Sophie continued: “If you knew how I suffered here, my darling. It’s not only Manu, it’s everything. All of a sudden, I can’t do it all any more. It’s like someone has pulled the plug, and I’m empty.” Her eyes scrunched closed as she fought tears.
While Sophie’s predicament was different to mine, she was in a funk, just like me. Perhaps a new outlook, a new place would mend both our lives. Her idea of whipping my sales into shape was laughable though, she had no real clue how tiny Ashford was.
“Exchange bookshops…” I said, the idea taking shape. Could I just up and leave? What about my friends, my life, my book babies? My fear of change? And Ridge, what would he have to say about it? But my life…it was missing something. Could this be the answer?
Paris. The city of love. Full of rich literary history.
A little bookshop on the bank of the Seine. Could there be anything sweeter?
With a thud, a book fell to the floor beside me, dust motes dancing above it like glitter. I craned my neck to see what it was.
Paris: A Literary Guide.
Was that a sign? Did my books want me to go?
“Yes,” I said, without any more thought. “I’ll do it.”

The Little Paris Collection:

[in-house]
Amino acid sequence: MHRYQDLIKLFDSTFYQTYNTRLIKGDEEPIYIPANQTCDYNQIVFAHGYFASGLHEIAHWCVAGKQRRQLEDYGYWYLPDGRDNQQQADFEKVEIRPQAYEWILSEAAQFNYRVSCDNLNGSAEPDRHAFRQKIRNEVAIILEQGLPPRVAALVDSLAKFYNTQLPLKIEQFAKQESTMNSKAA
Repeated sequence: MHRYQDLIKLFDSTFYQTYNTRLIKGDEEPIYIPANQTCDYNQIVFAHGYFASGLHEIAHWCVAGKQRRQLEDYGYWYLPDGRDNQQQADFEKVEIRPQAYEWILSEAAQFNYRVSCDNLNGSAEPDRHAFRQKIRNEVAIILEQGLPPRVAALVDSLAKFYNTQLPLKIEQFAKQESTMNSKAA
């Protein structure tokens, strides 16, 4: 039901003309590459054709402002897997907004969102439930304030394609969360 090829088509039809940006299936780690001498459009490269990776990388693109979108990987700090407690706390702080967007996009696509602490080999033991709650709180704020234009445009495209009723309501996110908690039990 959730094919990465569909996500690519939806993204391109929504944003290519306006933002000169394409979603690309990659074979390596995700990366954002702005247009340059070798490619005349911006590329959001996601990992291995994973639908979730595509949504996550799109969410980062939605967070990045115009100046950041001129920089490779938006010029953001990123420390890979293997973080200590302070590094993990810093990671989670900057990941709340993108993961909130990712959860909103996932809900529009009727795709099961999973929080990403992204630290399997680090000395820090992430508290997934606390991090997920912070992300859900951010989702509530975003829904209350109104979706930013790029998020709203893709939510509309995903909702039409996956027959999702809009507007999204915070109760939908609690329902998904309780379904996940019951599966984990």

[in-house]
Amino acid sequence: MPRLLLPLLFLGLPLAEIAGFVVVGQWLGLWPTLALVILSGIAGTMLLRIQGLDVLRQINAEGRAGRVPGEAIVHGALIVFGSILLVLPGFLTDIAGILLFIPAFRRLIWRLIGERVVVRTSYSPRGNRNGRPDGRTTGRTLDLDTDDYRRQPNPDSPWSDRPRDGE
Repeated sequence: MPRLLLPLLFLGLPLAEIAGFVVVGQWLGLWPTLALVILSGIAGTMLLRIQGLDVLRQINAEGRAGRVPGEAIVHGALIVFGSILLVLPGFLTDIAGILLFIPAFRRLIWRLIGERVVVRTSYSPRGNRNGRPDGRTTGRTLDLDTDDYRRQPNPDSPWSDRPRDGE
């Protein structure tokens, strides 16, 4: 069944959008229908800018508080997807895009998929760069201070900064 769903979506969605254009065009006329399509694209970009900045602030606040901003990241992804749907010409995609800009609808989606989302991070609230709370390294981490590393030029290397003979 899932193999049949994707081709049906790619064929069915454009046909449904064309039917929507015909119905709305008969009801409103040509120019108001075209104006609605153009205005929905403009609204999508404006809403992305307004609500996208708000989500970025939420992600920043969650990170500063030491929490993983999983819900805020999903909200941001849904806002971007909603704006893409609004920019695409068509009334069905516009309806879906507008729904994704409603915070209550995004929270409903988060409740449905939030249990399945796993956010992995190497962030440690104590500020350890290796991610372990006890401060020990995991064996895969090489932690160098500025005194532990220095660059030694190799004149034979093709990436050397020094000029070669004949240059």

The Little Bookshop on the Seine

The Little Antique Shop under the Eiffel Tower

The Little Perfume Shop off the Champs-Élysées

Also by Rebecca Raisin

The Gingerbread Café trilogy:Christmas at the Gingerbread Café

Chocolate Dreams at the Gingerbread Café

Christmas Wedding at the Gingerbread Café

The Bookshop on the Corner

Secrets at the Maple Syrup Farm

Amazon UK click here
Amazon US click here
iBooks click here
Nook click here
Kobo click here
Sainsbury’s click here

Rebecca Raisin
is a bibliophile. This love of books morphed into the desire to write them. She’s been widely published in various short-story anthologies, and in fiction magazines, and is now focusing on writing romance. The only downfall about writing about gorgeous men who have brains as well as brawn is falling in love with them – just as well they’re fictional. Rebecca aims to write characters you can see yourself being friends with. People with big hearts who care about relationships, and, most importantly, believe in true, once-in-a-lifetime love.
Follow her on twitter @jaxandwillsmum

Monday 12 October 2015

Christmas at Lilac Cottage (White Cliff Bay Book 1) - Holly Martin